Hoy es Domingo 22 de Octubre del 2017

National Anthem Of The Dominican Republic

HISTORY

 

The National Anthem of the Dominican Republic is the patriotic musical composition that represents and identifies the Dominican Republic as a country, and one which, together with the Flag and the Coat of Arms, are categorized as ´the symbols of the homeland´. The lyrics of the National Anthem was written by Emilio Prud'Homme and its music sheet of Anthem was composed by Prof. José Reyes in 1883, who asked Emilio Prud'Homme to write some patriotic wordings to be used as verses to complete and accompany musical scores. 

 

The hymn (lyrics) that accompanied the musical composition (anthem) was first interpreted on August 17, 1883 at the lounge area of the respectable meeting place of the high society of its capital city, known as Logia Esperanza No. 9; and the second city that hear the musical notes of the National Anthem of the Dominican Republic                          was Azua.

 

The musical composition was an instant success, it was so much so, that when the coffin containing the remains of the Liberator of the Dominican Republic, Juan Pablo Duarte, was received – as he died in Venezuela - in 1884, the musical composition of Prof. José Reyes was the chosen piece to play at the ceremony. 

 

The lyrics did not experienced the same success, au contraire, lyrics written by Emilio Prud'Homme contained historical references errors and some musical metrics defects. Various intellectuals of that epoch, criticized lyrics and even wrote new verses to accompany music scores of the anthem. In 1897, Emilio wisely publicly presented a corrected version of the original lyrics, which ended debates, and was accepted by all. These corrected version are the present-day lyrics of the Anthem. On that same year, President Ulises Heureaux presented a Bill to Congress in which he petitioned that the anthem be adopted as the official Anthem of the Dominican Republic, and this Anthem was played at all official events, but President Ulises Heureaux was assassinated in 1899, before he could enact this such a Bill. 

 

The extraordinary political upheaval of the beginning of the 20th Century in the Dominican Republic prevented that actions be taken in regards to the Patriotic Symbols of the Dominican Republic. Although, in 1934, under the Government of Rafael Leónidas Trujillo, Congress adopted the lyrics written by Emilio Prud'Homme and the musical score of Prof. José Reyes as the "National Anthem of the Dominican Republic".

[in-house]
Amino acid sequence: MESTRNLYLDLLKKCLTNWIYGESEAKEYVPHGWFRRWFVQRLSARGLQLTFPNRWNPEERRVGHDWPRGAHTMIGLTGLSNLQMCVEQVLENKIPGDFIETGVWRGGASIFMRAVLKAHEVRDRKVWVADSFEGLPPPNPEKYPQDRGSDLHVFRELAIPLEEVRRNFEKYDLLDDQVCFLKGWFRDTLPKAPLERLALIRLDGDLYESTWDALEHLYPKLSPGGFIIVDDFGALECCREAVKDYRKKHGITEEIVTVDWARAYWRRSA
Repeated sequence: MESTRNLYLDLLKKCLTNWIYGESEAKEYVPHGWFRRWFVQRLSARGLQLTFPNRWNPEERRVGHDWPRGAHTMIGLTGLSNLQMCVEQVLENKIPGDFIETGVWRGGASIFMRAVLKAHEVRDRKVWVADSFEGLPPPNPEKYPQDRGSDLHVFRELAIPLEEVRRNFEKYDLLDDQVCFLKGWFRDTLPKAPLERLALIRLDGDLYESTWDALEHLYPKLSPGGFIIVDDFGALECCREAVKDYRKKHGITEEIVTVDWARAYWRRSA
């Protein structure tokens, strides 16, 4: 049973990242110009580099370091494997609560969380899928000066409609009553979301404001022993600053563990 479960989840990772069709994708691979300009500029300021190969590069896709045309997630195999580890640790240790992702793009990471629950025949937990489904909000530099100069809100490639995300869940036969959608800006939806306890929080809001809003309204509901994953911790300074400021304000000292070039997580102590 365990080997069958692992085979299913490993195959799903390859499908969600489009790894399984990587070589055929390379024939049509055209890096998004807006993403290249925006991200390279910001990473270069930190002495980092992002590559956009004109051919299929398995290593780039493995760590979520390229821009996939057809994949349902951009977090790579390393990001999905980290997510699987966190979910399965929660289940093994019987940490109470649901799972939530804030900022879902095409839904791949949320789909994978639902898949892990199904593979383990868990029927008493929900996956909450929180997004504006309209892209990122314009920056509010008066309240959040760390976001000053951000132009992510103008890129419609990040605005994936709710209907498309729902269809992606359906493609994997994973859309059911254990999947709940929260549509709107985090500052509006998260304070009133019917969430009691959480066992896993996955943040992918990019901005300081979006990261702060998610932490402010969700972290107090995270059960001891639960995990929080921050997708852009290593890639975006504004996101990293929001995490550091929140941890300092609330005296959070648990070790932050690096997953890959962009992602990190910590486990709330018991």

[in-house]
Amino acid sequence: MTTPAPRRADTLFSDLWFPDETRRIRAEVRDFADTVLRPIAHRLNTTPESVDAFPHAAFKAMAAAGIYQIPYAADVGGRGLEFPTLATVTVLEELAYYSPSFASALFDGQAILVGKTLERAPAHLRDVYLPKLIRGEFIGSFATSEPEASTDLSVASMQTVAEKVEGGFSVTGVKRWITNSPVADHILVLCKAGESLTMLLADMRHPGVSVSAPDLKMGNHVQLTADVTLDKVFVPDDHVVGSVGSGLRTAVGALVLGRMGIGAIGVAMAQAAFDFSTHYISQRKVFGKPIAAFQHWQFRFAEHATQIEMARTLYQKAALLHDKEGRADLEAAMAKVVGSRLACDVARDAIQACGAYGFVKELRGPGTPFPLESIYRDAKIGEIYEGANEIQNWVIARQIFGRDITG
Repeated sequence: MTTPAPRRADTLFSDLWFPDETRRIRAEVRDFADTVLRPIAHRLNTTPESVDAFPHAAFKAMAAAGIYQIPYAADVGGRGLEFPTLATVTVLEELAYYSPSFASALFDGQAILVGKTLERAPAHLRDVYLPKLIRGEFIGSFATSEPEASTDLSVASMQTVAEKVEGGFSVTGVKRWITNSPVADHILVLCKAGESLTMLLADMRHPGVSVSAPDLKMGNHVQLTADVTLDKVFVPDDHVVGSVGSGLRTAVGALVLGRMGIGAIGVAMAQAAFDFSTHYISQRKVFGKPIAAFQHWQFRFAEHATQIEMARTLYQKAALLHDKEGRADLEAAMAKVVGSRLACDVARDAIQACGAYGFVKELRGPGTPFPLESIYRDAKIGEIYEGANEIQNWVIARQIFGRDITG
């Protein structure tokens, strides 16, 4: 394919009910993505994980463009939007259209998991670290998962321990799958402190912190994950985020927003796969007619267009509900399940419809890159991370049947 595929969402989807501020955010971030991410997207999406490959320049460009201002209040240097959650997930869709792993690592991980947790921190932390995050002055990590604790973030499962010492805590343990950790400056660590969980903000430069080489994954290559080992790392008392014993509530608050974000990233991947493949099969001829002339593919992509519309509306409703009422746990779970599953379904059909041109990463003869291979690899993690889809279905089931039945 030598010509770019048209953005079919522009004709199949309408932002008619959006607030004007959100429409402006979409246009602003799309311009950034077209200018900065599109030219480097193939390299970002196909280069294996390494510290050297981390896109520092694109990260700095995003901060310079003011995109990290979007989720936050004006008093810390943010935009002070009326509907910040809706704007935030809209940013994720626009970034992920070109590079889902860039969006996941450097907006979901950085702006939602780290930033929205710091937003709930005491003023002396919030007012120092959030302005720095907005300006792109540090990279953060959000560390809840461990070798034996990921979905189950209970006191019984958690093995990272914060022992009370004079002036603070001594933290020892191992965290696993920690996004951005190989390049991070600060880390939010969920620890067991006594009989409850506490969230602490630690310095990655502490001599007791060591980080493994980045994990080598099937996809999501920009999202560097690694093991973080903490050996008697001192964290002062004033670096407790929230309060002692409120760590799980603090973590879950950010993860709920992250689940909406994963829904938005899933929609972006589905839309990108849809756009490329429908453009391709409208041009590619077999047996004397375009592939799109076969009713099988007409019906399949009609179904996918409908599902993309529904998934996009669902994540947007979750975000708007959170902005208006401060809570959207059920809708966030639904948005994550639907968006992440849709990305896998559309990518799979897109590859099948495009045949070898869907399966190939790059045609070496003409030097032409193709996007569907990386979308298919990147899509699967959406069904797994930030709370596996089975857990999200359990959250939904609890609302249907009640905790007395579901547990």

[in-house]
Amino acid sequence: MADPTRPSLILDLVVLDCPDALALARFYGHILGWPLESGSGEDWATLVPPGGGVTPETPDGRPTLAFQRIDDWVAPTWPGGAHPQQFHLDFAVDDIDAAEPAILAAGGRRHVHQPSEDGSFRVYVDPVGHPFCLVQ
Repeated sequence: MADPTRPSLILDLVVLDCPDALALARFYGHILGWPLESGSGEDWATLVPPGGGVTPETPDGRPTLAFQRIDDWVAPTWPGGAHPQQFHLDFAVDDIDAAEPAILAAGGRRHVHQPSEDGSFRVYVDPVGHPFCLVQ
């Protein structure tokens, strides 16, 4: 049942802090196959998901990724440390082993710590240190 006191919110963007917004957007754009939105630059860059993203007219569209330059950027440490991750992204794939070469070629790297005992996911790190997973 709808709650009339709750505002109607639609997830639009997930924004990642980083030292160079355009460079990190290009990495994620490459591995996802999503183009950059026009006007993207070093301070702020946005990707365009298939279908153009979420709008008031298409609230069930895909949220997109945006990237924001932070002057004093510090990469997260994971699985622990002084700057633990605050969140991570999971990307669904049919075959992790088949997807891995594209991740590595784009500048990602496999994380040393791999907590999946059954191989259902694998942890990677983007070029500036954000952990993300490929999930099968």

Official lyrics

Quisqueyanos valientes, alcemos
Nuestro canto con viva emoción,
Y del mundo a la faz ostentemos
Nuestro invicto glorioso pendón.

¡Salve! el pueblo que, intrépido y fuerte,
A la guerra a morir se lanzó,
Cuando en bélico reto de muerte
Sus cadenas de esclavo rompió.

Ningún pueblo ser libre merece
Si es esclavo indolente y servil;
Si en su pecho la llama no crece
Que templó el heroísmo viril,

Mas Quisqueya la indómita y brava
Siempre altiva la frente alzará;
Que si fuere mil veces esclava
Otras tantas ser libre sabrá.

Que si dolo y ardid la expusieron
De un intruso señor al desdén,
¡Las Carreras! ¡Beller!, campos fueron
Que cubiertos de gloria se ven.

Que en la cima de heroíco baluarte
De los libres el verbo encarnó,
Donde el genio de Sánchez y Duarte
A ser libre o morir enseñó.

Y si pudo inconsulto caudillo
De esas glorias el brillo empañar,
De la guerra se vio en Capotillo
La bandera de fuego ondear.

Y el incendio que atónito deja
De Castilla al soberbio león,
De las playas gloriosas le aleja
Donde flota el cruzado pendón.

Compatriotas, mostremos erguida
Nuestra frente, orgullosos de hoy más;
Que Quisqueya será destruida
Pero sierva de nuevo, ¡jamás!

Que es santuario de amor cada pecho
Do la patria se siente vivir;
Y es su escudo invencible: el derecho;
Y es su lema: ser libre o morir.

¡Libertad! que aún se yergue serena
La Victoria en su carro triunfal,
Y el clarín de la guerra aún resuena
Pregonando su gloria inmortal.

¡Libertad! Que los ecos se agiten
Mientras llenos de noble ansiedad
Nuestros campos de gloria repiten
¡Libertad! ¡Libertad! ¡Libertad!